When Murphy Comes Knocking
We’ve all heard of Murphy’s Law that when things can go wrong, they will go wrong. And when it comes to a budget, especially when you’re just starting out with making one, a hit by Murphy can knock your budget to the floor pretty fast. But what will help resuscitate your budget? A plan! A plan to absorb the unexpected expenses of life. We can budget with an optimistic or pessimistic mindset. But what may be best is to make a realistic budget that is flexible enough to absorb the bumps and twists of life.
Where To Start Your Budget
How to START making a budget has been detailed in this post (click here).That was Budgeting 101, and this next step is the sustaining of a budget. A budget is a living tool, meaning it needs to be tweaked and adjusted and ever-changed according to the changes that happen in our lives season to season, month to month, even week to week.
Studies show that 50% of Americans could not absorb an unexpected expense of $400 or more without having to sell something or having to go into debt to pay for it. THIS is why, it is so commonly recommended that you have $1000 saved up. Get that saved up as fast as possible. These 1,000 dollars should not be invested somewhere or even in a CD. This is $1000 to have available to usee in an emergency. Remember, Christmas is not an emergency. We know when that’s going to happen and it happens every year. (If you want tips on how to make Christmas more affordable, yet more magical than ever, click here.)
After you have the $1,000 saved up, Dave Ramsey, financial guru extraordinaire, recommends having 3-6 months of living expenses saved up as a part of that emergency fund. If something goes really wrong, you’ll have a cushion while you revamp to come up with another plan. To learn more about how to do exactly this, click here.
What do these unexpected expenses look like? They don’t technically, generally fall into the Emergency Fund category, because they can be planned for. The Emergency Fund is supposed to be touched only in a crisis/emergency. Unexpected expenses are for example taxes, license renewal, fines, home repairs, haircuts, veterinary care, field trip fees, fundraisers, memberships like Amazon or Sam’s Club. These aren’t consistent bills that show up each month. They may not even be things you think about often, but all of a sudden you got a speeding ticket, and how are you going to pay for it, for example?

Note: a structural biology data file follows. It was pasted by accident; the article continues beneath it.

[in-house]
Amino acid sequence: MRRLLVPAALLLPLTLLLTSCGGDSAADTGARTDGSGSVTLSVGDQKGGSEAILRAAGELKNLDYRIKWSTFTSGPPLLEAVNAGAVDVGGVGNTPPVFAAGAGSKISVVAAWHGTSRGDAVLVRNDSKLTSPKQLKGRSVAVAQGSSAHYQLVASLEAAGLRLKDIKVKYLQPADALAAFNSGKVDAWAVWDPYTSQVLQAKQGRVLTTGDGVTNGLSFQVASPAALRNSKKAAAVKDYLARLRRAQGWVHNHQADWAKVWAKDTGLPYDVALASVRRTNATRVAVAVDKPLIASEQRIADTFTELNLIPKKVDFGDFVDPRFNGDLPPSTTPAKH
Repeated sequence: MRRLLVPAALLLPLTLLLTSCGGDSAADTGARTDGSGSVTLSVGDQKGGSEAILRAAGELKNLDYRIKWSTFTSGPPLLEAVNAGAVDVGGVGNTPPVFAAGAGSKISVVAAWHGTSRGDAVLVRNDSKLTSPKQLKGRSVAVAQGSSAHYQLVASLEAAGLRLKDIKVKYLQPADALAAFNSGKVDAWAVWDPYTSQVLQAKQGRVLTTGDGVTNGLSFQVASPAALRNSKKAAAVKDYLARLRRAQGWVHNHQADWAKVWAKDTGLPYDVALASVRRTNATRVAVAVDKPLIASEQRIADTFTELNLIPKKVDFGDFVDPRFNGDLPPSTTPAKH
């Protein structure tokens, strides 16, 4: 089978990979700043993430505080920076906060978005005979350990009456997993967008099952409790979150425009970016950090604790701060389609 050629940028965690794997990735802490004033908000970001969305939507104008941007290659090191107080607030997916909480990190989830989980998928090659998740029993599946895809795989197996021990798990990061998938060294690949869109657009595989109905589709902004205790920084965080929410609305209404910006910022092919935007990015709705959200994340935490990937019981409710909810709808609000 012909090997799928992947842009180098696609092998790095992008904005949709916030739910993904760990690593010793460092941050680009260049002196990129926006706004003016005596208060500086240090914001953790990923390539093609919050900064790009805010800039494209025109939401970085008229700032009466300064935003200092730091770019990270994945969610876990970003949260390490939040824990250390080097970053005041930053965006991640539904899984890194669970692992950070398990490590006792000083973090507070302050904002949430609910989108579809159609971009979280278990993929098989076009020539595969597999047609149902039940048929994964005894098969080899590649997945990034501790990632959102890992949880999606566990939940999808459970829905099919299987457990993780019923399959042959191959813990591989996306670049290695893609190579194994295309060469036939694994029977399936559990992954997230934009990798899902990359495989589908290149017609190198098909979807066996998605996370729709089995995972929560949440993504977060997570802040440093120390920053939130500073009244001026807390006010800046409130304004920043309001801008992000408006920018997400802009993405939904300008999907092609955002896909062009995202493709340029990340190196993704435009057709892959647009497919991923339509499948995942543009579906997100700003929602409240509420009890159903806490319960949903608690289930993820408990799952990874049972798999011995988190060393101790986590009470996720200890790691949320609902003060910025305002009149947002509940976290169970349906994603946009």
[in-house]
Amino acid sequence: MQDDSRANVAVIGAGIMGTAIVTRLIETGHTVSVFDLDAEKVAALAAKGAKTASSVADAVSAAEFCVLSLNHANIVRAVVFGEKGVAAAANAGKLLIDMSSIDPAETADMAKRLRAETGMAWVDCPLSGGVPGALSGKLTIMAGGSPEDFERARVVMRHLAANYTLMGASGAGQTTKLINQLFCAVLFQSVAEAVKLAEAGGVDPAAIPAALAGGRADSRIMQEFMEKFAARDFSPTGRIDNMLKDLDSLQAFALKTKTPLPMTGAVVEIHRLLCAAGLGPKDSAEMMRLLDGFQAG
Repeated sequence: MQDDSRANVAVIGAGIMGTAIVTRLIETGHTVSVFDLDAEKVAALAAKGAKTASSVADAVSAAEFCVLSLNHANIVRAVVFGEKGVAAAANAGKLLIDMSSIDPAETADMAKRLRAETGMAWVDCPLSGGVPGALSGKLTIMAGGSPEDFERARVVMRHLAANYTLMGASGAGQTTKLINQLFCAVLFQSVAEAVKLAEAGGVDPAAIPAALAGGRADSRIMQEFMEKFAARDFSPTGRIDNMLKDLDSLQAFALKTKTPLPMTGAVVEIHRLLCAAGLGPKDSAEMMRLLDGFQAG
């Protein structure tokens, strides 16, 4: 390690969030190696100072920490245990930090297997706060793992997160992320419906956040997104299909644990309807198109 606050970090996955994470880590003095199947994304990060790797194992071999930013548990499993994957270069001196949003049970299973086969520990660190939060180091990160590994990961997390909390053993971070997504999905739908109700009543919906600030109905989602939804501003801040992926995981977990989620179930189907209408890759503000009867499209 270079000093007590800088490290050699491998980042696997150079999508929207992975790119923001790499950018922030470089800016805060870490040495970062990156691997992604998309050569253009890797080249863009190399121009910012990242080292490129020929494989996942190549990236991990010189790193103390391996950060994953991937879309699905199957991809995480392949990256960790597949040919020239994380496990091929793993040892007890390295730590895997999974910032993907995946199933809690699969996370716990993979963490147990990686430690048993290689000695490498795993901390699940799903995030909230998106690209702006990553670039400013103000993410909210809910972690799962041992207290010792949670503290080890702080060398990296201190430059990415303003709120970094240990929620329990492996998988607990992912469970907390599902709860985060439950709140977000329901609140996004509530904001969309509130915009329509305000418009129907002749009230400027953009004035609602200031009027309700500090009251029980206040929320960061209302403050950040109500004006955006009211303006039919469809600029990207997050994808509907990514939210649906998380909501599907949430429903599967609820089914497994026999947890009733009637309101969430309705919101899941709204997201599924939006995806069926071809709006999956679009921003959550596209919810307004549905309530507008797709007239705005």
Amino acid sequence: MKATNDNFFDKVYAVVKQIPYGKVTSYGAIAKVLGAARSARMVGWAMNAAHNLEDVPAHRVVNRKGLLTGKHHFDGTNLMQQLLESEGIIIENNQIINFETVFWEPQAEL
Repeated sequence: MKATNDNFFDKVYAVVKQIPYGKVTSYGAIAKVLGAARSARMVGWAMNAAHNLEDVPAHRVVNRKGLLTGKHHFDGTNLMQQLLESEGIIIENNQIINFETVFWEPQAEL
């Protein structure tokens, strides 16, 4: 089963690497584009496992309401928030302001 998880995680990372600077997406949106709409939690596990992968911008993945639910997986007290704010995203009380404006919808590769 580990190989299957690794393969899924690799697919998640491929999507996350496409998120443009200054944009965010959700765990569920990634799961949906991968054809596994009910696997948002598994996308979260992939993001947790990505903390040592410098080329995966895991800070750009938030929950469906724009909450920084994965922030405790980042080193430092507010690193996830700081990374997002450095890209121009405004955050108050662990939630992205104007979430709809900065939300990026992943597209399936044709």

THIS is where sinking funds for unexpected expenses come into play. (The term “sinking funds” brings nothing happy to mind for me, so I simply call them “funds”. I know “sinking funds” is the commonly used term, but it does nothing to motivate me to save towards them, so I’ve discarded the use of it in our personal finances.)
How To Be Prepared
Panicking over finances and a feeling of scarcity can be behind you. You’re hustling to get debt free, pursuing it with intensity and focusing on spending on needs vs. wants. BUT how do you feel secure and at ease when these unexpected bills pop up? You make Sinking Funds. There’s not too much different between savings accounts and sinking funds. You could say sinking funds are savings accounts with specific missions.
If you know you have new car tabs coming due, ask yourself how much time you have yet to save for them, and divide that total by the number of months or paychecks you have to left before it’s due. Start saving that amount and setting it aside. Then when that bill comes due, you can pay it with peace of mind that you were ready for it and have saved for it. Nothing better! (Click here for ways to find and save money.)
Financial stress can be a thing of the past! Truly. You can do this! You can become debt free and financially stable and resilient, and you don’t have to have anxiety each time you open a bill. Financial peace of mind can be yours.
Thanks for joining SixOnABudget for your money saving journey!